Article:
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.:SECTION TWO: QUESTION TWO A:
Why do many Christians address Almighty God in prayer by the titles “Lord” or “God” instead of calling Him by His personal name “Jehovah” or “Yahweh”? Is there any evidence for the use of the Divine Name in the original Christian Greek (NT) Scriptures? In what way do true Christians today “sanctify” God’s Name?
KAREN: Oh Cindy, I was reading over the model prayer that Jesus gave us in
KAREN: Well, Cindy, just as the Society notes in this brochure, prayer enables us to draw closer to God and feel his presence as a dear friend, and just as they discuss here, prayer is a form of worship.2.
CINDY: Yes, Karen, can you see why it is so important that we use Jehovah’s name when we pray?3. After all, Satan is called a “god” too. If you just use the titles “Lord” or “God” when you pray, Satan might think that you’re addressing the prayer to him.
KAREN: I never thought of it that way before. Cindy, what do you think Satan would do if he thought a prayer belonged to him anyway?
CINDY: I don’t know, Karen. All I know is that Jehovah doesn’t like to be addressed by titles such as “Lord” or “God.” You want to pray in a way that pleases Jehovah, don’t you?
KAREN: That has always confused me, Cindy. If Jehovah wants us to use his personal name when we pray, why didn’t Jesus use it when he gave us the model prayer—instead of saying “Our Father”?
CINDY: That’s a good question, Karen, but one thing we must notice about that prayer is that it says “Hallowed be thy name” or as the New World Translation put it: “Let your name be sanctified.”4. What do you think sanctifying Jehovah’s name means?
KAREN: Well, Cindy, the word “sanctify” or “hallowed” means to “set apart as holy.” So if we are to “sanctify” God’s name as holy, I guess that would mean we are to treat Him with holiness and reverence in all of our acts of worship so that we reveal the person behind the name in all that we do, wouldn’t you agree?
CINDY: Yes, Karen, but it means much more than that. How can you sanctify a name that you never pronounce in your prayers?
KAREN: Well, let me explain, Cindy. I think the Society said it best when they stated in Insight on the Scriptures: “…we must keep in mind that names then had real meaning and were not just ‘labels’ to identify an individual as today.…Moses’ going to the Israelites in the ‘name’ of the One who sent him meant being the representative of that One, and the greatness of the authority with which Moses would speak would be determined by or be commensurate with that name and what it represented.…we see at once that to know Jehovah’s name is something very different from knowing the four letters of which it is composed. It is to know by experience that Jehovah really is what his name declares him to be.”5.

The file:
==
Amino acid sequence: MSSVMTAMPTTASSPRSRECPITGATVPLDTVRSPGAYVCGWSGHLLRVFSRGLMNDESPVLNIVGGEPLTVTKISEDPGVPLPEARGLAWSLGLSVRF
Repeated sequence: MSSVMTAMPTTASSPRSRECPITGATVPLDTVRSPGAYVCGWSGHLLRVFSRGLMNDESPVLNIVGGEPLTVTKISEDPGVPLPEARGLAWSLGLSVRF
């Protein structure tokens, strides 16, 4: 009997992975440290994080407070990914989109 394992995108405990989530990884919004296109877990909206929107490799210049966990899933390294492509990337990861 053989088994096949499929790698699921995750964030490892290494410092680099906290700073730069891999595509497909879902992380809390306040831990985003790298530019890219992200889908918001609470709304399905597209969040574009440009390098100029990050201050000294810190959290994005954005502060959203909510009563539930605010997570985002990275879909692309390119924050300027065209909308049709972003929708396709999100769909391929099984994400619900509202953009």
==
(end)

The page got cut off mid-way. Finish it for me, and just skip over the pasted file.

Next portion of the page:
CINDY: Did the Society really say that “to know Jehovah’s name is something very different from knowing the four letters of which it is composed”?
KAREN: Yes, Cindy. You can read this on page 12 of volume 2 of the Insight books. As you can see, it’s not the pronunciation of the name of God that is to be set apart as holy, but the person identified by the name that we are to proclaim throughout the earth. Those four Hebrew characters of the name of God from which we derive the translation “Jehovah” mean absolutely nothing to a person who doesn’t know who God really is. Therefore, it is in this way that Christians throughout the centuries have sanctified Jehovah’s name—not by promoting a pronunciation— but by proclaiming the person behind it.
CINDY: Wow! Is that why Jesus taught his disciples to pray “Our Father. . .” instead of saying “Jehovah”?
KAREN: Yes, Cindy, but it goes much deeper than that. Do remember how we studied how people who are God’s sons cry out “Abba! Father!” when they address Him?6.
CINDY: Yes! I remember. “Abba” means Daddy!
KAREN: How would your dad like it if you always addressed him as George instead of calling him “Daddy” or “Father”? Wouldn’t he wonder what happened to you and why you are being so cold to him?
CINDY: Well, Karen, I guess he would. I never thought of it that way before. Do you think Jehovah feels the same way when we, His children, address Him in that manner?
KAREN: I think He does, Cindy. I know I really struggle with it. Prayer is supposed to bring me closer to God, but whenever I pray using His personal name, I always feel much farther away from Him. Even calling Him “Father Jehovah” feels strange—just like addressing my Father as “Daddy Jim” would sound like I’m trying to keep him straight from other daddies. Since Jehovah God can hear our prayers at any place, time, and can even “hear the silent prayers said in our heart,”7. don’t you think God hears our prayers whether we do or do not use His name?
CINDY: I suppose He does, but doesn’t the Bible say in Romans 10:13 that “Everyone who calls on the name of Jehovah will be saved.”?8.
KAREN: Cindy, your Bible, the New World Translation inserts the divine name “Jehovah” into the text at Romans whereas most Bibles correctly translate it as “Lord.” Did you know that there are over 5,000 partial and complete manuscripts of the New Testament in its original Greek language that date back as far as the 2nd century and not a single one of them contains the divine name? Don’t you think it’s a bit presumptuous for the Watchtower Society to argue that we must use Jehovah’s name in prayer based on a verse that doesn’t even contain His name in its original language?
CINDY: Karen, that’s a good question. Could we talk about this next week? I’ll bring the Watchtower brochure The DIVINE NAME That Will Endure Forever and we can read and discuss it.
KAREN: Sounds good, Cindy. I’ll see you next week.
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